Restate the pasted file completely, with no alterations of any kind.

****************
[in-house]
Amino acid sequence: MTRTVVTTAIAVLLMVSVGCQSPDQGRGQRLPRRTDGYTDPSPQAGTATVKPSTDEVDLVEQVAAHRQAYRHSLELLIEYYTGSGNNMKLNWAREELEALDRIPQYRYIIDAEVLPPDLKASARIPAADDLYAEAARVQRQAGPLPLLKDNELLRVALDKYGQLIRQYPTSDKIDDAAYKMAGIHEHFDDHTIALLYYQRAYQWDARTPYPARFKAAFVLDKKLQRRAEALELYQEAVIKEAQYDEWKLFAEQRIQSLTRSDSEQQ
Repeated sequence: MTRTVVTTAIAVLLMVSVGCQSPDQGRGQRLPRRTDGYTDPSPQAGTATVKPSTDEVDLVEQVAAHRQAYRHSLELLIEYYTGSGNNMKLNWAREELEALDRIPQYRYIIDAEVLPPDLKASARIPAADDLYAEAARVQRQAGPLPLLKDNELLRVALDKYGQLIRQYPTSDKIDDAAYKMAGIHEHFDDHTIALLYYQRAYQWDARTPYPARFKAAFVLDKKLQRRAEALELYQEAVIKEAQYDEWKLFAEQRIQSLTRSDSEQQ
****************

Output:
[in-house]
Amino acid sequence: MTRTVVTTAIAVLLMVSVGCQSPDQGRGQRLPRRTDGYTDPSPQAGTATVKPSTDEVDLVEQVAAHRQAYRHSLELLIEYYTGSGNNMKLNWAREELEALDRIPQYRYIIDAEVLPPDLKASARIPAADDLYAEAARVQRQAGPLPLLKDNELLRVALDKYGQLIRQYPTSDKIDDAAYKMAGIHEHFDDHTIALLYYQRAYQWDARTPYPARFKAAFVLDKKLQRRAEALELYQEAVIKEAQYDEWKLFAEQRIQSLTRSDSEQQ
Repeated sequence: MTRTVVTTAIAVLLMVSVGCQSPDQGRGQRLPRRTDGYTDPSPQAGTATVKPSTDEVDLVEQVAAHRQAYRHSLELLIEYYTGSGNNMKLNWAREELEALDRIPQYRYIIDAEVLPPDLKASARIPAADDLYAEAARVQRQAGPLPLLKDNELLRVALDKYGQLIRQYPTSDKIDDAAYKMAGIHEHFDDHTIALLYYQRAYQWDARTPYPARFKAAFVLDKKLQRRAEALELYQEAVIKEAQYDEWKLFAEQRIQSLTRSDSEQQ